While enjoying our Christmas visit to Seattle, we also celebrated my sister-in-law’s birthday on December 26. I have been urging her to write a guest post about being a Jane Austen lover, but her day wearing a rhinestone tiara is what stoked her creative furnace (I added the photos). Please welcome Suzanne to our blogging party and leave her a comment!.
THE BIRTHDAY TIARA
In early December, I attended a “December birthdays” party with a friend who presented each of us with a glitter-encrusted “Birthday Princess” tiara. Being enamored of all things sparkly, I vowed to wear the tiara all day on my actual birthday a few weeks later. Little did I realize that something undertaken as a lark would turn into quite the social experiment.
The wearing of a birthday tiara definitely loosens the inhibitions of those around you. People are much more likely to look at you and to engage you in conversation. Of course, there are the invariable “duh” questions such as “Is it your birthday?” (no, I just like wandering around shops wearing a “birthday princess” tiara) or my personal favorite, “Is that a tiara?” (uh, I don’t know….what do you think it is?). But I swallowed all those snarky parenthetical remarks because every person who asked me one of those questions was smiling. One woman at Costco asked if it was my birthday and then reached out to hug me. That was my first indication of the power of the tiara.
After lunch, the family ventured into Seattle for a shopping excursion at Pike Place Market. Being December, it was a blustery, rainy day and I immediately discovered a couple of drawbacks to tiara-wearing. One, your hair gets trapped in the glitter when the wind blows and it’s very difficult to disentangle. Two, wearing a tiara is quite incompatible with throwing a hood over your head in an attempt to keep your hair dry. But, by this point, I was unwilling to abandon the experiment. I had a feeling that there were still more secrets for the tiara to reveal.
Interestingly, Pike Place Market elicited none of the inane questions that I had received at Costco and the mall. People simply walked up to me and said “Happy Birthday!” and went about their business. And I discovered another upside to the tiara—people gave me free stuff! As I wandered among the vendors, I scored a fused glass zipper pull, a chocolate-covered cherry and a crab cocktail!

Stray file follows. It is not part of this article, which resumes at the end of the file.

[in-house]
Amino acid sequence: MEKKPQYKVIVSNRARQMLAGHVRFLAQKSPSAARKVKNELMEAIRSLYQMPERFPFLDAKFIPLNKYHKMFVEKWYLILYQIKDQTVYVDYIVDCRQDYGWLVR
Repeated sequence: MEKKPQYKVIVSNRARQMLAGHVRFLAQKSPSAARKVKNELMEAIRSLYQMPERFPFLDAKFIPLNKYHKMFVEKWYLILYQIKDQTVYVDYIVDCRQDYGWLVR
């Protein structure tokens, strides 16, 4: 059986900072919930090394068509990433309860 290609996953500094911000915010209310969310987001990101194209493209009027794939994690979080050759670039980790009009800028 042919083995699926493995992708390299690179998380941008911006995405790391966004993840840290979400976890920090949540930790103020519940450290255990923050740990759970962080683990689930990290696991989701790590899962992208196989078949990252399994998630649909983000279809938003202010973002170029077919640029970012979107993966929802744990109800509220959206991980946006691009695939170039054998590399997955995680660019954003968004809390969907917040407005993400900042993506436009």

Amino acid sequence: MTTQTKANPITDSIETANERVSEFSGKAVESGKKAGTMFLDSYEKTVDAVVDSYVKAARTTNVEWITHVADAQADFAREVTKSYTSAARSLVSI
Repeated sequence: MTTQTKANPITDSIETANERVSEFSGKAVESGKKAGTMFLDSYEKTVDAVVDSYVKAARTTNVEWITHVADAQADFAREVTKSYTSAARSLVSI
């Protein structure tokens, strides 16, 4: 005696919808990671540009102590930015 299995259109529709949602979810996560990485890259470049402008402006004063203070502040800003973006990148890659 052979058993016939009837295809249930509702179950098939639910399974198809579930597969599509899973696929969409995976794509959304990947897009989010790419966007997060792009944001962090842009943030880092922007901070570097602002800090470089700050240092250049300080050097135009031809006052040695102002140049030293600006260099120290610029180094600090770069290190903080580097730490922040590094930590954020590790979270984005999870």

Weary of shopping and looking for a pick-me-up, we all arranged to congregate at a small wine bar in Post Alley. Jennie and I had a little trouble finding the wine bar at first, so we stopped at a restaurant in the alley and asked for directions. When our husbands met up with us a bit later, it turned out that they had stopped at the same restaurant and told the maitre d’ that they were supposed to meet their wives at a wine bar. The maitre d’s response: “Was one of them wearing a tiara?” Obviously another benefit of the tiara—people remember who you are. Finally ensconced at the correct locale, Champagne seemed the most appropriate choice to match my festive mood, so I informed the waitress that I needed the “Bubbly Flight.” To which she responded, without missing a beat, “Of course you do.”
By the time we settled in for dinner at Salty’s, the power of the tiara seemed to be waning a bit. Maybe it didn’t sparkle quite enough in the dim restaurant lights, or maybe the waiters had just seen it all. Or maybe we were having such a good time with family and friends that the tiara had nothing further to add. But twelve hours of wearing a birthday tiara had taught me a quite a bit. First, wearing a headpiece designed for an eight-year-old can give you a bit of a headache. But more importantly, it gave a lot of other people an excuse to smile and to be a little more warm and friendly than they might otherwise have been, and gave me an excuse to be warm and friendly in return. And, at the end of the day, it had just been plain fun!
Grab yourself a tiara and give it a try.